Symposium Spotlight: Braxton Bragg and Command of the Army of Tennessee

Welcome back to our yearly spotlight series, highlighting speakers and topics for our upcoming symposium. Over the coming weeks, we will continue to feature previews of our speaker’s presentations for the 2022 Emerging Civil War Symposium. We’ll also be sharing suggested titles that you may want to read in preparation for these programs. This week we feature Sean Chick.

No other single Confederate army commander has been as derided as Braxton Bragg. Neither of his successors had much success, but John Bell Hood took command in a desperate situation while Joseph E. Johnston never suffered a humiliating defeat. Both men had their charms. Johnston was popular with the troops and many of his subordinates. Not even Hood’s worst detractors would deny his bravery, nor his abilities as commander of an infantry brigade and division.

Bragg had few of these traits. He lost great battles, his worst defeat being Chattanooga, where most of the Army of Tennessee was routed from the field. He was never loved by his men and he quarreled often with his subordinates. Making the contrast even more serve, before 1861 he was one of the regular army’s leading officers. He won fame at Buena Vista and his name featured in one of Zachary Taylor’s campaign slogans

Soon after the war it was argued that Bragg was one of the major authors of Confederate defeat. The argument was that Bragg should have been replaced with another commander, at least after Stones River. While Bragg certainly had his defeats, it was not a simple matter of removal. Jefferson Davis had a limited talent pool and Federal resources meant the Confederates needed not merely a good general, but a great one. In Virginia Davis had Robert E. Lee and in Louisiana Richard Taylor worked wonders with a pittance of men, but commanders of their caliber were rare. Davis tried to remove Bragg in early 1863, but Johnston refused to command.

Perhaps it is not so much that Davis should have removed Bragg, but rather who were the realistic candidates. The fact that there were so few explains one overlooked element of Confederate defeat. The South simply lacked enough first rate generals capable of field command. The North could of course stomach defeat better and their resources meant even a military incompetent like Nathaniel Banks could still take Port Hudson, even after suffering heavy losses. In addition, the North found a successful cast of commanders early in the war, including Ulysses S. Grant, George Thomas, and William S. Rosecrans. Bragg, seen as the army’s savoir in after Corinth fell, would face all three of those men and be defeated by all three of them.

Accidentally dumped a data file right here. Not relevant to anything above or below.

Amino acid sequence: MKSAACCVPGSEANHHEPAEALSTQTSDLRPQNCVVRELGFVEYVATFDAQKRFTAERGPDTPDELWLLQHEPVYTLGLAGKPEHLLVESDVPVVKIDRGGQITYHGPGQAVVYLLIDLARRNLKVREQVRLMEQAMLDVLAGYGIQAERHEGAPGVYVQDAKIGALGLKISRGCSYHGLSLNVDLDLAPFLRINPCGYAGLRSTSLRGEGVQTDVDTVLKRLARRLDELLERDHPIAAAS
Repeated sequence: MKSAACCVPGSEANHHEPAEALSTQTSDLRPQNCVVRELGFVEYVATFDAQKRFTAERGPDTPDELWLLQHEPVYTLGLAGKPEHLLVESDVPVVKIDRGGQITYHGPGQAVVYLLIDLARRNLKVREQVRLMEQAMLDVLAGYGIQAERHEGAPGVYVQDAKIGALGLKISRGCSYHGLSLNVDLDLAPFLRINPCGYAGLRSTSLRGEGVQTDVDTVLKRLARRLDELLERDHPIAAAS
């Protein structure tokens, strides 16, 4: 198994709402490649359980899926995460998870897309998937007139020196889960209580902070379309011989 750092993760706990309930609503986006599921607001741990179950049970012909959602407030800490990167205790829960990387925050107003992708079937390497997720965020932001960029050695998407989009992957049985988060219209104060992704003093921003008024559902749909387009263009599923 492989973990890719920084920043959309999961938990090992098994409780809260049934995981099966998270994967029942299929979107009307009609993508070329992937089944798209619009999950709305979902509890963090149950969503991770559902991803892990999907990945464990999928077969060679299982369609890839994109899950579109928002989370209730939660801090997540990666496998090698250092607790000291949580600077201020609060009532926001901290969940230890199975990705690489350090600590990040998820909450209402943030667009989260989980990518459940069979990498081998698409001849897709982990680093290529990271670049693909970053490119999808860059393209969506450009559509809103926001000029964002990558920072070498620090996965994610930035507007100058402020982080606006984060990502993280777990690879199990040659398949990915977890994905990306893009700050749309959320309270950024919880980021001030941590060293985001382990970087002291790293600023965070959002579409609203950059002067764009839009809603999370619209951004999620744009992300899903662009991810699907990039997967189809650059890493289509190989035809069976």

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3 Responses to Symposium Spotlight: Braxton Bragg and Command of the Army of Tennessee

  1. After reading Earl Hess’s book about Bragg I’m convinced Leonidas Polk bears most of the responsibility for the discord in the AOT’s command structure. Not that Bragg is blameless. But in the early days of the war, in Pensacola his efforts met with general approval.

    1. While Polk was absolutely a schemer and a cancer in that army, Bragg could not get along with anyone. Anyone at all. I can’t put “ most of the blame” on anyone but him.

  2. General Bragg and the Peter Principle.

    Braxton Bragg assumed command at Pensacola (his HQ was at the Rebel-occupied Navy Yard) in March 1861, replacing the ineffectual William H. Chase. Supposedly tasked with “taking possession of Fort Pickens, soon as possible,” the Pickens Truce between President Buchanan and ex-Senator Stephen Mallory remained in effect. And while Brigadier General Bragg found himself in a limbo situation not of his making, with thousands of untested Rebel volunteers arriving each month, West Point-trained Bragg made use of the empty hours to train and discipline those men. Even after Fort Sumter fell, the stalemate at Pensacola endured; and the training continued. By July/ August 1861 Braxton Bragg considered “his” army of perhaps 12,000 soldiers, well-trained. And he formulated a plan, and submitted a proposal: he would remain at Pensacola-Mobile and train new recruits, on condition he be allowed to swap trained soldiers for new arrivals, one-for-one. [This would have maintained his force level at about 12,000 while providing trained soldiers to the Confederacy, for use wherever needed.] Unfortunately for Bragg, his Training Camp proposal was overtaken by events: first he was offered command of the Trans-Mississippi, which he declined; then Confederate control of Kentucky began to unravel, and Bragg “and such force as he could provide” were ordered north. By February 1862 Braxton Bragg had amassed an army of trained, well-disciplined soldiers, numbering approximately 18,000. Of these, he left 6-8000 behind at Mobile and joined Albert Sidney Johnston at Corinth. And in April, the Battle for Pensacola was fought at Shiloh: in May 1862, Rebel-occupied Pensacola was abandoned, and all “facilities of potential use to the Federals” put to the torch.
    The Pensacola Training Camp idea had merit, if for no other reason it would have kept Braxton Bragg away from control of the Army of Tennessee.

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